Three-Dimensional Carbon Nanotube−Textile Anode for High-Performance Microbial Fuel Cells

Xing Xie, Liangbing Hu, Mauro Pasta, George F. Wells, Desheng Kong, Craig S. Criddle, Yi Cui

Research output: Contribution to journalArticlepeer-review

397 Scopus citations


Microbial fuel cells (MFCs) harness the metabolism of microorganisms, converting chemical energy into electrical energy. Anode performance is an important factor limiting the power density of MFCs for practical application. Improving the anode design is thus important for enhancing the MFC performance, but only a little development has been reported. Here, we describe a biocompatible, highly conductive, two-scale porous anode fabricated from a carbon nanotube-textile (CNT-textile) composite for high-performance MFCs. The macroscale porous structure of the intertwined CNT-textile fibers creates an open 3D space for efficient substrate transport and internal colonization by a diverse microflora, resulting in a 10-fold-larger anolyte-biofilm-anode interfacial area than the projective surface area of the CNT-textile. The conformally coated microscale porous CNT layer displays strong interaction with the microbial biofilm, facilitating electron transfer from exoelectrogens to the CNT-textile anode. An MFC equipped with a CNT-textile anode has a 10-fold-lower charge-transfer resistance and achieves considerably better performance than one equipped with a traditional carbon cloth anode: the maximum current density is 157% higher, the maximum power density is 68% higher, and the energy recovery is 141% greater. © 2011 American Chemical Society.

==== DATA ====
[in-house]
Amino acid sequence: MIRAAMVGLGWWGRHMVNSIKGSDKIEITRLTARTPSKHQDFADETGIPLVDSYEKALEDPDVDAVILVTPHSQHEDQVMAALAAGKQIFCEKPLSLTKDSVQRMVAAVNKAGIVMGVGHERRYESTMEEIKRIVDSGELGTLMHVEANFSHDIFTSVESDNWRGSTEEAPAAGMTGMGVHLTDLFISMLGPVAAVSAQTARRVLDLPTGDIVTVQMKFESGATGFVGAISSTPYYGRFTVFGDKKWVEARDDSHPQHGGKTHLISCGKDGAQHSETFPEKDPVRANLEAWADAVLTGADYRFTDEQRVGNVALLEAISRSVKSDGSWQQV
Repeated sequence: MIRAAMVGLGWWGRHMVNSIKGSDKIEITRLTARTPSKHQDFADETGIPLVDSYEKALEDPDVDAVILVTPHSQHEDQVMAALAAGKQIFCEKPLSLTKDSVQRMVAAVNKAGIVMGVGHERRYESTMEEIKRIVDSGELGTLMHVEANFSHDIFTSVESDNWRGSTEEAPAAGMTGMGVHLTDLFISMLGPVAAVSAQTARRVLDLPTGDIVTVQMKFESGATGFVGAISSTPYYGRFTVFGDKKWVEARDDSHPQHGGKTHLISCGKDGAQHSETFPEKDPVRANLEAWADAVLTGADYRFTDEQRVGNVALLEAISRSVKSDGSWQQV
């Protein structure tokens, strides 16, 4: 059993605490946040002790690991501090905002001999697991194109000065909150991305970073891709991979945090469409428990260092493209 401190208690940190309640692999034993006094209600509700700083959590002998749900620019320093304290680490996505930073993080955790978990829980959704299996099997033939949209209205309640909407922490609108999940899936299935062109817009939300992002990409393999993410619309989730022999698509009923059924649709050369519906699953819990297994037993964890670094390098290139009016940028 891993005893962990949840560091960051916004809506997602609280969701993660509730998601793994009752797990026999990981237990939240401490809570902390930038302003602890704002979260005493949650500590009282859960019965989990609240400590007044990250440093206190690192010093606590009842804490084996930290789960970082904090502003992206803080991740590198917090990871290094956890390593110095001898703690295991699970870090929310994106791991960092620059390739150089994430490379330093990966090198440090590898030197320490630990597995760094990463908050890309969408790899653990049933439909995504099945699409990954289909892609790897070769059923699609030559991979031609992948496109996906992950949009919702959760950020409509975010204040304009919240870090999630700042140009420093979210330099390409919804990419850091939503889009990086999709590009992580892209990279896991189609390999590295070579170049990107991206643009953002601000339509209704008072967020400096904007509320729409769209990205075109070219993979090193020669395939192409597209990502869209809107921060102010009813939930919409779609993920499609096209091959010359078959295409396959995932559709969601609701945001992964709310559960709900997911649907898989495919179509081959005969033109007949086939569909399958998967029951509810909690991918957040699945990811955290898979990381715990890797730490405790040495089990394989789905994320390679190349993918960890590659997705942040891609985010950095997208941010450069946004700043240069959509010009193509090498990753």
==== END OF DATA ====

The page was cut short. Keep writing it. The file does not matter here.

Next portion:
Original languageEnglish (US)
Pages (from-to)291-296
Number of pages6
JournalNano Letters
Issue number1
StatePublished - Jan 12 2011
Externally publishedYes

Bibliographical note

KAUST Repository Item: Exported on 2020-10-01
Acknowledged KAUST grant number(s): KUS-11-001-12
Acknowledgements: We thank Dr. Lydia-Marie Joubert and Brad Eggleston for experimental assistance. This work was made possible by the King Abdullah University of Science and Technology (KAUST) Investigator Award (no. KUS-11-001-12). X.X. acknowledge support From the Stanford Graduate Fellowship.
This publication acknowledges KAUST support, but has no KAUST affiliated authors.


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